In the spring of 1972, a small group of thinkers met at the Russell Sage Foundation in New York City to discuss the role of “altruism and morality” in shaping social life. Among them was James Buchanan, an economist then teaching at Virginia Tech, who was best known as one of the founders of “public choice” theory—a branch of economic thought that sought to apply the methodology of economics to political decision-making.
At the conference, Buchanan delivered a paper on the theme of what he termed the “Samaritan’s dilemma.” Using the framework of game theory, he argued that most people had a strong incentive, in the short term, to extend charity to others. There was a definite loss of “utility” associated with denying help to someone who needed it. But the problem was that this innate longing to be charitable opened up the possibility that “parasites” would take advantage. To counter it, people would need to sacrifice their immediate utility for long-term well-being—just as a mother might have to spank her child (an example Buchanan used) in order to encourage good behavior in the long term. “A species that increasingly behaves so as to encourage more and more of its own members to live parasitically off and/or deliberately exploit its producers faces self-destruction at some point in time,” Buchanan concluded. In the context of the early 1970s—shortly after the heyday of Lyndon Johnson’s War on Poverty programs and the welfare-rights movement—there could be little mystery about the political significance of Buchanan’s arguments. The implication of his argument was clear: For the sake of the few, the American welfare state had ended up putting the whole in jeopardy.
Buchanan never achieved the fame of Milton Friedman, who made popularizing free-market ideas via his PBS show Free to Choose and his columns in Newsweek his life’s mission, nor has he ever received the same amount of attention as Friedrich Hayek and Ludwig von Mises in historical accounts of the free-market right in America. But in Democracy in Chains: The Deep History of the Radical Right’s Stealth Plan for America, Nancy MacLean tries to provide a critical history of the role of Buchanan’s ideas in the modern conservative movement. MacLean asserts that his thinking—and especially his caustic attitude toward the state and government—became a critical source of inspiration for several generations of conservative thinkers and activists. Using Buchanan’s papers, she also seeks to excavate his relationship to Charles Koch, one of the Wichita, Kansas–based oil billionaires whose financial contributions have been integral to building the intellectual infrastructure for libertarianism.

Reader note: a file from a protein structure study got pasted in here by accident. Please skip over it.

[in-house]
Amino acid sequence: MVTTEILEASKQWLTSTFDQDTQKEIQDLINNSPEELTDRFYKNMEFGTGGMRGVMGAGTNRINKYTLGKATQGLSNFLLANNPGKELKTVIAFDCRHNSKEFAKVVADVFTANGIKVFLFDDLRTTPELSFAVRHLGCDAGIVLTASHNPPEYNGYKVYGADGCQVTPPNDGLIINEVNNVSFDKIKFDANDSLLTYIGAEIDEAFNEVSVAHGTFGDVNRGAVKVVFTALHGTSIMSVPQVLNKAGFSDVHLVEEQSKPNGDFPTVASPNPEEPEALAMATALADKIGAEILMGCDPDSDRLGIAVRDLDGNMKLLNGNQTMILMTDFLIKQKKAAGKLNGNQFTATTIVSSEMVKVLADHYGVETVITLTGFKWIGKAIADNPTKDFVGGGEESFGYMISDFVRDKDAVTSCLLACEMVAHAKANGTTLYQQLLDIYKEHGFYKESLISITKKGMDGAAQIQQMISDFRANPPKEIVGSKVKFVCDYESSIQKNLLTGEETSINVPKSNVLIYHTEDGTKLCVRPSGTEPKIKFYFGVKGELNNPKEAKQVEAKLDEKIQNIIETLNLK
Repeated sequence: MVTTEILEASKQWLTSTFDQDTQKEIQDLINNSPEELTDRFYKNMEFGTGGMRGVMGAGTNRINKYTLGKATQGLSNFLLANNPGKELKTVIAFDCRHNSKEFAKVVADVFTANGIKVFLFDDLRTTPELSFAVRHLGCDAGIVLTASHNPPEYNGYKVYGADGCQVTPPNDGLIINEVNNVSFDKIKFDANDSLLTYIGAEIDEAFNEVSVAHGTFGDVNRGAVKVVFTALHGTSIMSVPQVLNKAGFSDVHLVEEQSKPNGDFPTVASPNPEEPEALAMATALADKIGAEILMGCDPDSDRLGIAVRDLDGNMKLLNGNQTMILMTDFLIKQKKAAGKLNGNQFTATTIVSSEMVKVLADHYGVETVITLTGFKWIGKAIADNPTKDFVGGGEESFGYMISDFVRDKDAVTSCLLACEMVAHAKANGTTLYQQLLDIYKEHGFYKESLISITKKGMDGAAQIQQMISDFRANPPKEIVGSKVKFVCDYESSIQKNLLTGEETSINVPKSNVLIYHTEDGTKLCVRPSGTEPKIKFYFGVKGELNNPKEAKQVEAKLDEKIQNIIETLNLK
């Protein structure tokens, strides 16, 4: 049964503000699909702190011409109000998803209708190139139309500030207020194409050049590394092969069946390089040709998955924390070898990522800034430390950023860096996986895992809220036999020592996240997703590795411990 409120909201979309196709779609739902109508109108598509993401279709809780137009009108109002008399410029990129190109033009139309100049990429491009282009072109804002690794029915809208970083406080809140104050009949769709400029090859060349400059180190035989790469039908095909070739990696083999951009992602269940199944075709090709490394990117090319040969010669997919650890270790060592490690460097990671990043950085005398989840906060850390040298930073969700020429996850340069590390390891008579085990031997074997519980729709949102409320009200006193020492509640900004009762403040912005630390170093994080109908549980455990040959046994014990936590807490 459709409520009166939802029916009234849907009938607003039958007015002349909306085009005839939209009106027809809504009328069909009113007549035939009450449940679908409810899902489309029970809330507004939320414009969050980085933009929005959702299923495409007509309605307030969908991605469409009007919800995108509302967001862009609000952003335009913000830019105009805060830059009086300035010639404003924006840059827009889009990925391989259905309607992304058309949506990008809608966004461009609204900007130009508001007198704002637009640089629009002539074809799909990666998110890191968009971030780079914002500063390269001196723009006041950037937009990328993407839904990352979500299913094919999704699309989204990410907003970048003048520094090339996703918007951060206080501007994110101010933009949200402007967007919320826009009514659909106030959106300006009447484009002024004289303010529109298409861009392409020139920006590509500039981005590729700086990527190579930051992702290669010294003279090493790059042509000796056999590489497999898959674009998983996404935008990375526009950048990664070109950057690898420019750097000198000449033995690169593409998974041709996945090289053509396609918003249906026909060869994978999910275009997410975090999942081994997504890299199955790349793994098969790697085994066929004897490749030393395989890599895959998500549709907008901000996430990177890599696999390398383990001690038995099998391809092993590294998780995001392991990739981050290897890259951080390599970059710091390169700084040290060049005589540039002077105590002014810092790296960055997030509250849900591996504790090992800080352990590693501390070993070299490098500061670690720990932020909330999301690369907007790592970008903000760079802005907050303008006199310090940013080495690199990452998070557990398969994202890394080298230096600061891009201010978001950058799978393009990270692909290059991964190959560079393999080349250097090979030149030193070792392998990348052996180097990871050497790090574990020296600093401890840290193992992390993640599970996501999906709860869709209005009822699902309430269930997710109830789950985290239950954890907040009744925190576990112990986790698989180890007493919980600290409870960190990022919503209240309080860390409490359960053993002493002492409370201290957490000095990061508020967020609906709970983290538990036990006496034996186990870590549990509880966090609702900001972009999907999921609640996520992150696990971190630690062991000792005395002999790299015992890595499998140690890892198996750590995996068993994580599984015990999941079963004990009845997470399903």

Democracy in Chains has already become the object of much controversy. A variety of libertarians and political philosophers—many, though not all, working in Buchanan’s tradition—have attacked the book, arguing that MacLean has read Buchanan’s work (and their own) out of context, distorted quotes, overreached on the available evidence, and failed to grapple adequately with Buchanan’s ideas. They also contend that her vision of Buchanan is Manichaean and melodramatic, and that her assertion that the many Koch-funded organizations comprise a “fifth column” bent on undoing majority rule is, at the least, unfair. Meanwhile, liberal and left-leaning commentators have offered mixed reviews, with some, like political scientists Steven Teles and Henry Farrell, arguing that MacLean doesn’t do enough to engage with the substance of public-choice theory, and others, like historians Bethany Moreton and Colin Gordon, have praised MacLean’s hard-hitting analysis of the libertarian right’s fundamental hostility to ideas about majority rule. (I should say here that MacLean reviewed my first book and we know each other professionally; in fact, because we have participated in conference panels together, my name appears in her acknowledgements.)